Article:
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Mr. CARDIN. Mr. President, the 111th Congress is drawing to a close and families across the Nation are preparing for the holiday season. In the Senate, we still have many items on our agenda, bills we need to complete before we adjourn. Many of these bills represent the priorities of various Senators addressing issues that some have worked on for this entire Congress, some for several Congresses. Other bills are necessary to prevent certain longstanding policies from expiring, such as tax relief for working families, and still others are needed to avert cuts in key programs such as Medicare payments to doctors and protecting rehabilitative services for seniors.
In addition to marking the start of the holiday season, this week also brings a devastating reminder of the economic disaster facing many families. On Monday, action to extend unemployment benefits to millions of people was blocked in the Senate by Republicans. Yesterday, those benefits expired. The Republicans are telling us we cannot consider any legislation until we take up tax breaks for millionaires. On December 1, more than 800,000 Americans were left without benefits and up to 2 million more will soon follow by the end of the year, including 48,000 Marylanders. There are some in this body who may not recognize the peril facing families whose benefits are being cut off. Every day I hear from Marylanders who are asking
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Congress for help. They want to work but can't find employment. Many have been looking for a long time, over a year, sending hundreds of resumes, pounding the pavements, attending job fairs and numerous interviews, all to no avail. They want us to take the steps necessary to help the economy create jobs, and they need some assistance in the meantime to help them stay afloat.
Maryland's unemployment rate stands at 7.4 percent statewide. Although that is lower than the national average, in some counties the situation is more dire. In Baltimore City, the rate is 11 percent. In Dorchester County, it stands at 9.8 percent. In Somerset County, it is 9.9 percent, and in Washington County, it is almost 10 percent. Earlier this week several building trade workers visited my office. For them this is not a recovery, this is not a recession, this is a depression. That is because in the construction industry, unemployment rates range from 30 to 50 percent, depending on location. Among one local union in Baltimore the unemployment rate is 27 percent; more than one out of every four members has no job.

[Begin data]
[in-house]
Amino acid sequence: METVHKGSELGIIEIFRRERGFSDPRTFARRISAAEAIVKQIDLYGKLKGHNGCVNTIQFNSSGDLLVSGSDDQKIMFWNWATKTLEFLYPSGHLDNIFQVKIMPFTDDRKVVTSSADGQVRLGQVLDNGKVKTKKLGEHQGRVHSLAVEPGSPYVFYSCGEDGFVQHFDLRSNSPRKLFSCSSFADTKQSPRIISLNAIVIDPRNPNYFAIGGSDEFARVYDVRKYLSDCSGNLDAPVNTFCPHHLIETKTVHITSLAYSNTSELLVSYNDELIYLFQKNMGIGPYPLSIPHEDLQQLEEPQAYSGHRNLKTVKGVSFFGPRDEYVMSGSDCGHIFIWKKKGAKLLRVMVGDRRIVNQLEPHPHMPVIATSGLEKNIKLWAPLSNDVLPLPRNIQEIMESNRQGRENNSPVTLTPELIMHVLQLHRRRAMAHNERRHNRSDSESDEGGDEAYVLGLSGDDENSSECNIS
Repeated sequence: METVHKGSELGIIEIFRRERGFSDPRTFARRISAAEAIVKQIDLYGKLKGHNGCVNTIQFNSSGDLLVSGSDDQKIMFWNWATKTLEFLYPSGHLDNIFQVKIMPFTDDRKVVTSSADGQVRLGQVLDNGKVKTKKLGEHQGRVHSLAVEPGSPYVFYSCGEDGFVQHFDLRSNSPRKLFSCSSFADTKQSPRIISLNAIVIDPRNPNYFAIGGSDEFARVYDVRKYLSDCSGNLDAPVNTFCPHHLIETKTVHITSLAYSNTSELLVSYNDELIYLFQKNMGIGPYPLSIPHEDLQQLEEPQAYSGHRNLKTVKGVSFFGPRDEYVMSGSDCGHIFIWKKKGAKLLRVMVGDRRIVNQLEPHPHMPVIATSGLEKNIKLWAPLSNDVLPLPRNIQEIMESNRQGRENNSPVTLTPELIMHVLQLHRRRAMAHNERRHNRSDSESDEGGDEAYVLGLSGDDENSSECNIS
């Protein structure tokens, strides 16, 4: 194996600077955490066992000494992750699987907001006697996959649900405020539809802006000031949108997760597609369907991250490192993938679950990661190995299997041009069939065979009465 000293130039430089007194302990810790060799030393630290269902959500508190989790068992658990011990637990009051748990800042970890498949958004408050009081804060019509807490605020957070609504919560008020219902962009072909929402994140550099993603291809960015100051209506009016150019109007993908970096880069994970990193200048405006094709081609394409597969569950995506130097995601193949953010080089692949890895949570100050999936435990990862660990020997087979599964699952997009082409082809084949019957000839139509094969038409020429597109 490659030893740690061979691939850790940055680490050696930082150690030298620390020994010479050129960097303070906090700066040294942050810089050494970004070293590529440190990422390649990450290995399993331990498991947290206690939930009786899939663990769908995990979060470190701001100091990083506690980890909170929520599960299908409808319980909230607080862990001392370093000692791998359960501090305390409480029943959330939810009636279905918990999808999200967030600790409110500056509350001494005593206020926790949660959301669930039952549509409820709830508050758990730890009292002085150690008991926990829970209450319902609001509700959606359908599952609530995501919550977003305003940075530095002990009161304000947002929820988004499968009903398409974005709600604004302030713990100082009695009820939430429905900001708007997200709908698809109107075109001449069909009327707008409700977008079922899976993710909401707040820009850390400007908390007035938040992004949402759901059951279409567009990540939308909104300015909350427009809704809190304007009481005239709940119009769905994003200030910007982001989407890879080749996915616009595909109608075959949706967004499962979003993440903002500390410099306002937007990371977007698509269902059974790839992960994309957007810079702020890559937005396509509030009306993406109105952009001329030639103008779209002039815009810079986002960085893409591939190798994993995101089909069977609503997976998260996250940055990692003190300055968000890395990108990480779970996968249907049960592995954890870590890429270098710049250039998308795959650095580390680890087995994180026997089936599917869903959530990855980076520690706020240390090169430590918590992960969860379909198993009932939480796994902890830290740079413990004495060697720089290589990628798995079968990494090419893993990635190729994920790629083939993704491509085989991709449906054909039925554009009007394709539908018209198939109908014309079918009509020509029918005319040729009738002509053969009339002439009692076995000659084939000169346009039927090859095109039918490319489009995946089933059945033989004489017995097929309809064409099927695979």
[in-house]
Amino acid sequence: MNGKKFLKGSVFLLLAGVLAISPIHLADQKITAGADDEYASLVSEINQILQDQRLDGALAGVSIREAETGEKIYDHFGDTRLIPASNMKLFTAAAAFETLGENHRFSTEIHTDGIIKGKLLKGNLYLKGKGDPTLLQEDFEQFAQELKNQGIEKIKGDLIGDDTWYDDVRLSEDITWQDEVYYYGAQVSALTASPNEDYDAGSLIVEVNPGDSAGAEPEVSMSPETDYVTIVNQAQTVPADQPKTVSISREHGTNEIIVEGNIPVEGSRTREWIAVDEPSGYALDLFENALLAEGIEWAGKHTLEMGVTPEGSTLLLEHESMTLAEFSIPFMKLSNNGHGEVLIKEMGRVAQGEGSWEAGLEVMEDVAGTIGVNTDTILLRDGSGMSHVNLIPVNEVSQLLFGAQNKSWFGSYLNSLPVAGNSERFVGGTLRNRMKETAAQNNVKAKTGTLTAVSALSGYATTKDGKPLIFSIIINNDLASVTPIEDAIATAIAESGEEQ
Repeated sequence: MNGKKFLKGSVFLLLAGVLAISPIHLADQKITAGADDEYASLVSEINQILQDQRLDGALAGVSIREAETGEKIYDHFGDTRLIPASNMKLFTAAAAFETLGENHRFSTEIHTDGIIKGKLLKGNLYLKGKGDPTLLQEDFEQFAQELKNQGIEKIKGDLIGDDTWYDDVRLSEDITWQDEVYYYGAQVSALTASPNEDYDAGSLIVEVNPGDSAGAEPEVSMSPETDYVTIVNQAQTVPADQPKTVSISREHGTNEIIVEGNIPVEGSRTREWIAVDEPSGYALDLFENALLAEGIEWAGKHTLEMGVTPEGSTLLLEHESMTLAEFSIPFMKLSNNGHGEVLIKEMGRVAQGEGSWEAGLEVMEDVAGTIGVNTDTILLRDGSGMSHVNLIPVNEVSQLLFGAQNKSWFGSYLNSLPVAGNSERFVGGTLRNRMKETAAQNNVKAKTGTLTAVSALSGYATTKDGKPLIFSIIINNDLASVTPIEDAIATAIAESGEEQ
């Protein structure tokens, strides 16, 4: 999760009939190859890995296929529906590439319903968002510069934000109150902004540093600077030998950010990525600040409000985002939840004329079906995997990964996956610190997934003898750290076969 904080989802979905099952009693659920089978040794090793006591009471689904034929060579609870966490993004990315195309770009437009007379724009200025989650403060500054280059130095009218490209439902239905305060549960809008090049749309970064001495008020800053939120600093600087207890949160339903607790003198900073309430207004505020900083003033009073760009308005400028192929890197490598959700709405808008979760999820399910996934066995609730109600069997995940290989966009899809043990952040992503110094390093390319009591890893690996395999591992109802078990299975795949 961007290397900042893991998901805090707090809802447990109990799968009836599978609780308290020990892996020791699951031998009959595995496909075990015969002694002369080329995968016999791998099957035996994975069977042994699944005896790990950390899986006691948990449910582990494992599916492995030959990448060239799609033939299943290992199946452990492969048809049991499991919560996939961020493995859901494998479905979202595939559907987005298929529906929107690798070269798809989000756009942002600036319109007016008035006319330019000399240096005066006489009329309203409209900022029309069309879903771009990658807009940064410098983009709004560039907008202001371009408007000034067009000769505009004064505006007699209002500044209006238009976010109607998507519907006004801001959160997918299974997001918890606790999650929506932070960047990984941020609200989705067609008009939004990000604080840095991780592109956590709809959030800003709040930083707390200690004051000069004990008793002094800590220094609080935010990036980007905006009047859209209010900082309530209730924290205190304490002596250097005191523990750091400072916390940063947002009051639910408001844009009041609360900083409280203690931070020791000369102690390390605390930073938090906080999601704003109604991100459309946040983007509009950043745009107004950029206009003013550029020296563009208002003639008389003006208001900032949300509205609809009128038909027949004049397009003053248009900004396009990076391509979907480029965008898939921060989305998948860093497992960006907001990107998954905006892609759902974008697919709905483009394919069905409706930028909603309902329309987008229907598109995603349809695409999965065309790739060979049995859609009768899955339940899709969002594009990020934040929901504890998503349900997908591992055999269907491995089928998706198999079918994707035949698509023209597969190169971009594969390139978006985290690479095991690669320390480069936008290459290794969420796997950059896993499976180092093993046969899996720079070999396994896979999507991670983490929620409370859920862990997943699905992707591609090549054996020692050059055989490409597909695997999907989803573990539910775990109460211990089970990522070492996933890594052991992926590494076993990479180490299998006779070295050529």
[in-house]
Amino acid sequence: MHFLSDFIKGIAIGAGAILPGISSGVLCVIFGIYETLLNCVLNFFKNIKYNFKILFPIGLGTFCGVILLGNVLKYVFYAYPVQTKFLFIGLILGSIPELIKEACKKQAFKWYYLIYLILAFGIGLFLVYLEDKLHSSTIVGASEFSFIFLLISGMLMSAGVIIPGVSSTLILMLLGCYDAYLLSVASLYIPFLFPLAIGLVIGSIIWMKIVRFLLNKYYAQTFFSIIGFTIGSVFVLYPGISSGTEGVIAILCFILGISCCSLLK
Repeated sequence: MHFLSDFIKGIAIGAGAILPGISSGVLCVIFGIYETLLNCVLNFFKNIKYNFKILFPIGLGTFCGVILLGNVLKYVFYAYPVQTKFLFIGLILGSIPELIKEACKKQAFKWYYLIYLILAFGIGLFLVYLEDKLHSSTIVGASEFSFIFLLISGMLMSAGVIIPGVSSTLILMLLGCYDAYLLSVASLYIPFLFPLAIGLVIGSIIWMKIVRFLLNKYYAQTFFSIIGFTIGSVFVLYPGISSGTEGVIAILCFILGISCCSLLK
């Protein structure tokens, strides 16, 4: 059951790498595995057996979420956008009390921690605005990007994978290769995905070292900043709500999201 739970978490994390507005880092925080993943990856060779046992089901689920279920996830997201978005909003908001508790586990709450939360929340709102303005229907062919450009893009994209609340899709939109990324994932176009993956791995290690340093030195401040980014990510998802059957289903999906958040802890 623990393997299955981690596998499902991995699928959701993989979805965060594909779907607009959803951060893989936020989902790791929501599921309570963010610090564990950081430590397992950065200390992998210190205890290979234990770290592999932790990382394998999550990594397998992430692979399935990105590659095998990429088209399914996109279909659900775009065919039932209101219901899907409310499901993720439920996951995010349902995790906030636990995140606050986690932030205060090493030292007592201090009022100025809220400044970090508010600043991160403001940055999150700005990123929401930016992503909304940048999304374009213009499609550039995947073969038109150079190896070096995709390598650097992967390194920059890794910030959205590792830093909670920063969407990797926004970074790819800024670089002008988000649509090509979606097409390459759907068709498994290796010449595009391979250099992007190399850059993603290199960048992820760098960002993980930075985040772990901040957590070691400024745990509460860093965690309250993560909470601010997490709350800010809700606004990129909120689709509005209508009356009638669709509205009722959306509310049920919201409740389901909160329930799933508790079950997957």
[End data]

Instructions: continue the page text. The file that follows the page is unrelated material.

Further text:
In fact, Labor Department statistics tell us that for every job opening there are five individuals actively seeking employment. The odds are not very good for someone trying to find employment today. That is why we have had long-term unemployment and why we need to extend benefits to those who are in need today. Nearly 15 million of my fellow Americans cannot find work. Of that total, the number of long-term unemployed, defined as those who have been jobless for 27 weeks or more, is about 6.2 million. As of last month, two-fifths of unemployed persons have been out of work for at least 27 weeks. Behind the aggregate numbers, there is a deeper sense of despair in many communities. Teenage unemployment is over 27 percent, Black unemployment is over 15 percent, and Latino unemployment is over 12 percent.